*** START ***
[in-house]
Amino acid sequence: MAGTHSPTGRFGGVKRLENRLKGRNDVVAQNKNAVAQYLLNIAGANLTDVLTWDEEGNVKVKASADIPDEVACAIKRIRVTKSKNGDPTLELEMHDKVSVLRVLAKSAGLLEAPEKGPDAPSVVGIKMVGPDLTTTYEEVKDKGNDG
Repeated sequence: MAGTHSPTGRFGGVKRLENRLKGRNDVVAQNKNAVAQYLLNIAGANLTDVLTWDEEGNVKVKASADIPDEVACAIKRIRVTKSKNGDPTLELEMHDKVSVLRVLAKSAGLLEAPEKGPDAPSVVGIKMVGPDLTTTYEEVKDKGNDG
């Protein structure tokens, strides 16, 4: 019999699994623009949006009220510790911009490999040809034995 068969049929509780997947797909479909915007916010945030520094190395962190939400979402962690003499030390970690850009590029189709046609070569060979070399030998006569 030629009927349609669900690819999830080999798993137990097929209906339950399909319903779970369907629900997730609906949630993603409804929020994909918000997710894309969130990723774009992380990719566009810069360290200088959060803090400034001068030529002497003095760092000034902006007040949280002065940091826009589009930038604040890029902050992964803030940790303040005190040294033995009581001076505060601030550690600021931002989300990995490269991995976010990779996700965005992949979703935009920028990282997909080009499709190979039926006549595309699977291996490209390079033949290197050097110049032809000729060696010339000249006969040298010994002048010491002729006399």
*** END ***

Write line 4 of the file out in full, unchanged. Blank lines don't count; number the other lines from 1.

């Protein structure tokens, strides 16, 4: 019999699994623009949006009220510790911009490999040809034995 068969049929509780997947797909479909915007916010945030520094190395962190939400979402962690003499030390970690850009590029189709046609070569060979070399030998006569 030629009927349609669900690819999830080999798993137990097929209906339950399909319903779970369907629900997730609906949630993603409804929020994909918000997710894309969130990723774009992380990719566009810069360290200088959060803090400034001068030529002497003095760092000034902006007040949280002065940091826009589009930038604040890029902050992964803030940790303040005190040294033995009581001076505060601030550690600021931002989300990995490269991995976010990779996700965005992949979703935009920028990282997909080009499709190979039926006549595309699977291996490209390079033949290197050097110049032809000729060696010339000249006969040298010994002048010491002729006399």